It’s great to see Scorsese work with his trusty repertory company again. Most notably Pesci and De Niro, but also Harvey Keitel, who has a small role in “The Irishman” as mob boss Angelo Bruno. We also finally get to see the legendary Al Pacino come into the Scorsese fold with his intense, electrifying performance as teamster union leader Jimmy Hoffa. While “The Irishman” doesn’t close the case on Hoffa’s disappearance, the events depicted are thought-provoking and raise questions. But if a movie is masterfully crafted enough to get you thinking and get you talking, then it succeeded in doing what all great art does: It inspires. Buy it.  

Also New This Week


My eyes ached from the rolling they did when I saw the preview for “Ava,” which appeared to be yet another female assassin movie with multiple scenes in which a 5’5”, 140 pound woman takes on a multitude of very accommodating stuntmen all at the same time. Those scenes are certainly there, but they’re smarter than most. Ava (Jessica Chastain) uses her wits and cunning in addition to physical force, which is a welcome new layer over comparative movies like “Anna” and “Atomic Blonde.”

I was also shocked to see that the movie focuses heavily on Ava’s personal life. She has a complicated relationship with her sister Judy (Jess Weixler), made even muddier with the fact that Judy is about to marry Ava’s ex-lover Michael (Common). Ava also has a strained relationship with her passive-aggressive mother Bobbi, played by Geena Davis. Davis has been working steadily but not in anything I’ve seen recently, and it was a pleasant surprise to see her name in the credits and great to see her on screen again.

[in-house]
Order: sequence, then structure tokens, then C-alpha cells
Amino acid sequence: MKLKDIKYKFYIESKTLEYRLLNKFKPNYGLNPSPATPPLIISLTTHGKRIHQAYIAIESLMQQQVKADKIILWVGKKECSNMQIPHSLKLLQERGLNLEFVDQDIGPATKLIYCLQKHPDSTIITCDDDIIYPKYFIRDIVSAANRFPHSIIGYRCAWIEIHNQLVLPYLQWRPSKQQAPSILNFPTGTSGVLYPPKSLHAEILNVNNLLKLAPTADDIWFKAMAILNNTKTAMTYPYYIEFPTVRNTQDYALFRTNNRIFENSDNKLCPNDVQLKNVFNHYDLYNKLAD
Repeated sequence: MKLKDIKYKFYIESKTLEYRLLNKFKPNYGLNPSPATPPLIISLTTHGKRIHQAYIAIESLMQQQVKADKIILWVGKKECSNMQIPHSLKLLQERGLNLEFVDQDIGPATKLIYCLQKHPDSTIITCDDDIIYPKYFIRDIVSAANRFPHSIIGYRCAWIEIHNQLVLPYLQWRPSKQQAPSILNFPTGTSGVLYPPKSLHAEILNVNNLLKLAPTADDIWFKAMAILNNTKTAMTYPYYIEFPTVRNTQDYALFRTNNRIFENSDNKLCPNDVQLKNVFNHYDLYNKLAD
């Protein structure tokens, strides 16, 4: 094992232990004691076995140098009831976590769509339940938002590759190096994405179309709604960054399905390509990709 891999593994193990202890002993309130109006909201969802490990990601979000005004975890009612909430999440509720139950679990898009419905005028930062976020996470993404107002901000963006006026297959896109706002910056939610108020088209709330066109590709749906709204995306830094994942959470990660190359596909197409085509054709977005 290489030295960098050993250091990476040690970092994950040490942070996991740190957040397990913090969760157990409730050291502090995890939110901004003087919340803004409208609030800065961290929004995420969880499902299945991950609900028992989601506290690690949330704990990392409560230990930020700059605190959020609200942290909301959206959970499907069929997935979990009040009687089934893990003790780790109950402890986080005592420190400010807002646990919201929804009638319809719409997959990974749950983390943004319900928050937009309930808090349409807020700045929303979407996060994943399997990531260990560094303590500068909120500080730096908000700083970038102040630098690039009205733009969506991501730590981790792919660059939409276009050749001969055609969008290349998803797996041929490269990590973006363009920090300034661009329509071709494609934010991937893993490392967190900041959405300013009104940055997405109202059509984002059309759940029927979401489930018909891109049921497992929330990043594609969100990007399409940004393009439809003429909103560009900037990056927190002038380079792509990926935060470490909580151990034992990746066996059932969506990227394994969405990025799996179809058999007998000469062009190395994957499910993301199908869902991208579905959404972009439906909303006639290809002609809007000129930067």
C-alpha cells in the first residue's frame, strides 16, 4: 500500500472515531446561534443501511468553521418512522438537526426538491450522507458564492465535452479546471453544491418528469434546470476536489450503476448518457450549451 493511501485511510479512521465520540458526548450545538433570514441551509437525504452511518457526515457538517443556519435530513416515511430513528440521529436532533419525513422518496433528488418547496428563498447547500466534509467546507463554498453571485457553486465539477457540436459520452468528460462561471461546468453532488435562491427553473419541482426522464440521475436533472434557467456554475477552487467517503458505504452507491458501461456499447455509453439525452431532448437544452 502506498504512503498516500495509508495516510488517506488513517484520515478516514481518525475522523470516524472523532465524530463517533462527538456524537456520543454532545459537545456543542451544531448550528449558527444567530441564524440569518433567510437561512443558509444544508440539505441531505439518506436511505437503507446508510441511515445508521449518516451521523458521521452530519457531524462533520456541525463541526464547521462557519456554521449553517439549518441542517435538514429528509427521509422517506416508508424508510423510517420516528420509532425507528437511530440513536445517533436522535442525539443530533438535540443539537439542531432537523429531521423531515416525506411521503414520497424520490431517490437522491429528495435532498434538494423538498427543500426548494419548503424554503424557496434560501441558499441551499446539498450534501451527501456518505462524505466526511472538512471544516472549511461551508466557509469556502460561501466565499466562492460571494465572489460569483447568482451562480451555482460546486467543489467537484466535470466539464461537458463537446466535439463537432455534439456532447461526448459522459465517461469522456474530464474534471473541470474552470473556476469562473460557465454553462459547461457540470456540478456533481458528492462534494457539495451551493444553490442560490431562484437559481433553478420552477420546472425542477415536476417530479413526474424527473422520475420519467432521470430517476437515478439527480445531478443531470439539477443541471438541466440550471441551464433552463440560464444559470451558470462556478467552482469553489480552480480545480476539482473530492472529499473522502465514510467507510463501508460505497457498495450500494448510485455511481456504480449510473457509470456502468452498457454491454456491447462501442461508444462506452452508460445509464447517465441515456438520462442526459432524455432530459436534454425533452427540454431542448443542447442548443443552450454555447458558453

The big problem with “Ava” is that it focuses so much attention on the personal story that it neglects the bigger picture story of her handler Duke (John Malkovich) trying to protect her from getting killed by rival assassin Simon (Colin Farrell) after a hit of hers goes bad. Normally, the bigger picture story is the “A” story and the smaller family stuff is the “B” story.” It seems like “Ava” screenwriter Matthew Newton was trying to flip this convention and make the family plot the “A” story and the assassin plot the “B” story.

My guess is that this innovation could potentially work, but it doesn’t work here. For it to work the movie would have to be a bit longer and Simon’s motivations would have to be clearer. His concern over her messed up hit is a weak reason for the action he takes. Some past history or some kind of professional grudge between Ava and Simon would have sufficed as a catalyst to move the plot in the right direction. As it is, Ava doesn’t even know that Simon is after her until a half an hour is left to go in the movie, and from there the movie dashes to the end with a set up for a sequel. I’m ambivalent about whether or not there will be a sequel, since in spite of strong performances all around, the best I can recommend for this movie is to Stream it.

More New Releases

“The Last Blockbuster,” a documentary on the last remaining Blockbuster Video in Bend, Oregon; and “The Cancer Documentary,” which addresses the worldwide cancer epidemic head-on, exploring an aspect of cancer that is often overlooked: Its connection with diet and lifestyle.

Andrew Hudak is a lifelong film lover. His column on Blu-Ray new releases appears every Tuesday. He lives in Connecticut.